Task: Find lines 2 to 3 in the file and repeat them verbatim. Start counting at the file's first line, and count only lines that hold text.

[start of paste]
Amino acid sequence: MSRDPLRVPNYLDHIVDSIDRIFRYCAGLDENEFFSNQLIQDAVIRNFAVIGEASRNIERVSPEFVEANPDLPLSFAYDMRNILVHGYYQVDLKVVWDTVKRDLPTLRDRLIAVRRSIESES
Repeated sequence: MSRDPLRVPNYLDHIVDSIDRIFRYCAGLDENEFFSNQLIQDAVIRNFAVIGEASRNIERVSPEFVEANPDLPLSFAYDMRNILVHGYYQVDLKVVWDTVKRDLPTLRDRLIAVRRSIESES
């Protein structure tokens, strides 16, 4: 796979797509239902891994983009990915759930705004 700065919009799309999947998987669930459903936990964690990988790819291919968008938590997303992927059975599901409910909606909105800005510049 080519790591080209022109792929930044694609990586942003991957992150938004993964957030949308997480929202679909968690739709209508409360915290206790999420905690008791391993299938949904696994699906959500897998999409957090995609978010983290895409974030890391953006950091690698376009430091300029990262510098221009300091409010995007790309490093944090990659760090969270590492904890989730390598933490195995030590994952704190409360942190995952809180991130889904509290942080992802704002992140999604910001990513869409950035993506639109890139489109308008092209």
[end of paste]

Repeated sequence: MSRDPLRVPNYLDHIVDSIDRIFRYCAGLDENEFFSNQLIQDAVIRNFAVIGEASRNIERVSPEFVEANPDLPLSFAYDMRNILVHGYYQVDLKVVWDTVKRDLPTLRDRLIAVRRSIESES
């Protein structure tokens, strides 16, 4: 796979797509239902891994983009990915759930705004 700065919009799309999947998987669930459903936990964690990988790819291919968008938590997303992927059975599901409910909606909105800005510049 080519790591080209022109792929930044694609990586942003991957992150938004993964957030949308997480929202679909968690739709209508409360915290206790999420905690008791391993299938949904696994699906959500897998999409957090995609978010983290895409974030890391953006950091690698376009430091300029990262510098221009300091409010995007790309490093944090990659760090969270590492904890989730390598933490195995030590994952704190409360942190995952809180991130889904509290942080992802704002992140999604910001990513869409950035993506639109890139489109308008092209």